|"Crap! It's those Asylum guys with another contract for a horrible film! I'd better run!"|
|This is the film's good fight.|
The effects aren't terrible (except for the final bug scene)--they're pretty stock Asylum, an okay CG job that just isn't always blended all that well with the rest of the film. For this one, there aren't all that many effects shots anyway, so they get the job done for the most part.
I wish I could say that the Asylum did some ridiculous stuff here, or that it made an exciting film, or that it made a bad film that was bad in fun ways...but there really isn't much to talk about. It's the first, oh, third or half or so of Treasure Island with a somewhat older Jim (so he can look vaguely like Orlando Bloom's Will Turner), and then at the mutiny it just turns into a bunch of swordfights and a couple giant bugs. There's really not anything that interesting to talk about. There's nothing outright bad to criticize other than what I've already discussed. There's no super-huge plothole of doom that made me rage. There's no ridiculous "Alexandra D'Artagnan" or horribly stupid sword bucket. The giant bugs could be something dumb to laugh about, but they're barely in the film!
Okay, I guess that's something to talk about. Seriously...why would you add giant bugs to Treasure Island and then not use them? You don't do that! If you're going to make an awful, ridiculous, stupid change to a very well-respected story, at least have the guts to go big with it. Get them to the island faster, and make it about the mutineers and the loyal crew members ending up having to work together to fend off the giant bugs while they also compete for the ship and the treasure! Would it be a good movie? No. It would be stupid. But it would at least be interesting and the giant bugs be an actual part of the film rather than just something you introduce and then just kind of toss aside.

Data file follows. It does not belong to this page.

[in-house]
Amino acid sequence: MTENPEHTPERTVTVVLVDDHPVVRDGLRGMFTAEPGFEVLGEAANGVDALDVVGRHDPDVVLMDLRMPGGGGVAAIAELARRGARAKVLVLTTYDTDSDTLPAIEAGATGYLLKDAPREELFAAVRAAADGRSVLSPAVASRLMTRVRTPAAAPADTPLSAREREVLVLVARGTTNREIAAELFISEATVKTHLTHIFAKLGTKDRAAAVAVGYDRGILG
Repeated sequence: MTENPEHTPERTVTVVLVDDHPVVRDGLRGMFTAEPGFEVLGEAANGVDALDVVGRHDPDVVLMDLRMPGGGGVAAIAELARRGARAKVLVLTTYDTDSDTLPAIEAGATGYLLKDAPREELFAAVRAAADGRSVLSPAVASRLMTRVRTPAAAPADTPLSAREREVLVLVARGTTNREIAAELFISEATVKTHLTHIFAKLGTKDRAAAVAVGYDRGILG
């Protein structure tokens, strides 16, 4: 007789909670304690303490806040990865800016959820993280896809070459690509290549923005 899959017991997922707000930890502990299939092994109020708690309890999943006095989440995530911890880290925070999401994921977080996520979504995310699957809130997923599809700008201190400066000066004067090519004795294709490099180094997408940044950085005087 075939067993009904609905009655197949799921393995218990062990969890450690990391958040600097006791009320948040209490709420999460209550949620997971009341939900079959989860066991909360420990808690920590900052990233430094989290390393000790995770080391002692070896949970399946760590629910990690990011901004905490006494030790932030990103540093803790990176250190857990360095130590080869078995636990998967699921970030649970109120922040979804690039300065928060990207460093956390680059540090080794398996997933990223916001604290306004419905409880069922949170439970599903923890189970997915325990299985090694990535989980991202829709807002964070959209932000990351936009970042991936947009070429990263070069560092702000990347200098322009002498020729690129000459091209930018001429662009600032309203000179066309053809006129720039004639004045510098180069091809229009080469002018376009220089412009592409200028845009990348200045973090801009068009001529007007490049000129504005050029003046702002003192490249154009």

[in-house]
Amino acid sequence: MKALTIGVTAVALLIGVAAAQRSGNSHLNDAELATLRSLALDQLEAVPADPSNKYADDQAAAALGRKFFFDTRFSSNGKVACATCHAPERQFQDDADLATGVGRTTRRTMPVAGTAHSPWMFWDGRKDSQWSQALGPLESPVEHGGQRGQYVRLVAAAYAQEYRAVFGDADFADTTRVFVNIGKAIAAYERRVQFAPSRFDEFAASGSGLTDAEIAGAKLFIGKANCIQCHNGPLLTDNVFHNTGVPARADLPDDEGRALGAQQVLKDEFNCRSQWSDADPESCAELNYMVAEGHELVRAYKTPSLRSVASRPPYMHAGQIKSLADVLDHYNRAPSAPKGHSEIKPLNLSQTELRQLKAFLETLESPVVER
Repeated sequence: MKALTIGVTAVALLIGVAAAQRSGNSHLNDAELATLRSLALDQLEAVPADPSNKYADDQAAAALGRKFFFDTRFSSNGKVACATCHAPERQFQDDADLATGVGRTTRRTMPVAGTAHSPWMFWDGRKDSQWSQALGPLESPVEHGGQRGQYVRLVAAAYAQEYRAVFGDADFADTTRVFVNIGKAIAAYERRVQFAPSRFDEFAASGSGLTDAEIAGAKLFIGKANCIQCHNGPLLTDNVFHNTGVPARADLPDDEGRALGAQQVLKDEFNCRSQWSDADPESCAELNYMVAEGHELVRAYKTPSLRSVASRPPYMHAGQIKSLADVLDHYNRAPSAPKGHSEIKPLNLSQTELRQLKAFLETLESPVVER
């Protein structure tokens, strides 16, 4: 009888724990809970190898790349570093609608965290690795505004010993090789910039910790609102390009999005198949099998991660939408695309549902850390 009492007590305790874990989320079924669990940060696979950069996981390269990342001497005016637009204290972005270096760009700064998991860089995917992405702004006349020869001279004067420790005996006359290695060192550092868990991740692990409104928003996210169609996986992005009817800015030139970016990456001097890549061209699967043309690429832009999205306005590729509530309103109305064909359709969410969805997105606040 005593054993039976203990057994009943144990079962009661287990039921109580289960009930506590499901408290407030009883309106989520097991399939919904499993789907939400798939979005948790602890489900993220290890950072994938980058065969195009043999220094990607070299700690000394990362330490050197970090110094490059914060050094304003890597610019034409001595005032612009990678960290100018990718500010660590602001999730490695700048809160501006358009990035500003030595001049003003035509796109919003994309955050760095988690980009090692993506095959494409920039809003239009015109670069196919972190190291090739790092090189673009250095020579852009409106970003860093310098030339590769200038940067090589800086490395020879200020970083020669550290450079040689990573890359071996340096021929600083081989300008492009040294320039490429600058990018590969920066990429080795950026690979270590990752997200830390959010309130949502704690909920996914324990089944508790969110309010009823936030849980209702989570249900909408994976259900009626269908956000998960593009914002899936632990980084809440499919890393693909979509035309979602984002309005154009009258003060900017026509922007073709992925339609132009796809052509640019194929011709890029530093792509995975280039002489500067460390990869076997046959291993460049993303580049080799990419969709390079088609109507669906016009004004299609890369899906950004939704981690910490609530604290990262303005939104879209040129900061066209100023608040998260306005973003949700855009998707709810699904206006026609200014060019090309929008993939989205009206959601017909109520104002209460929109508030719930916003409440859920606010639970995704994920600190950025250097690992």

I do have to discuss just how underwhelming that final bug scene is, too. Spoilers apply, of course--skip this paragraph if you'd rather avoid them. Again...there are only a few short giant bug moments before this: the beginning of the film (where Silver loses his leg to one), the bit where they break up the melee after the mutiny, and...huh. That's all I can remember. So, I got to the end of the film--Silver's dead, the ship is recaptured, the treasure is taken, and Jim and friends are all ready to sail on home. Then a giant bug flies towards them in the sky. So, fool that I am (how many Asylum films have I seen...and I still held out some hope!), I was thinking that maybe, y'know, this might end up as a swarm of bugs flying after the ship as Jim and crew try to outrace them. No. No, it wasn't. It was one bug. They miss it once with a cannon, and then Jim aims a cannon at it and blows it up. Yeah, with a big fireball and everything. Just a note: Cannonballs are not explosive. They are giant balls of solid metal. They do not detonate things. They punch very large holes in things. And that's it. One bug. One measly bug. There's no sense of danger in any way...it'd be one thing if they had the thing divebomb the ship several times, grab someone and carry them off, chase Jim towards the cannon, and finally as it's coming around for another go he manages to nail it. But not...it just kind of hovers out there, and boom, it's dead.
|No! No, no, no, no, no! No, no, no, no, no, no, no, no, no, no, no, no, no, no, no, no, no, no!|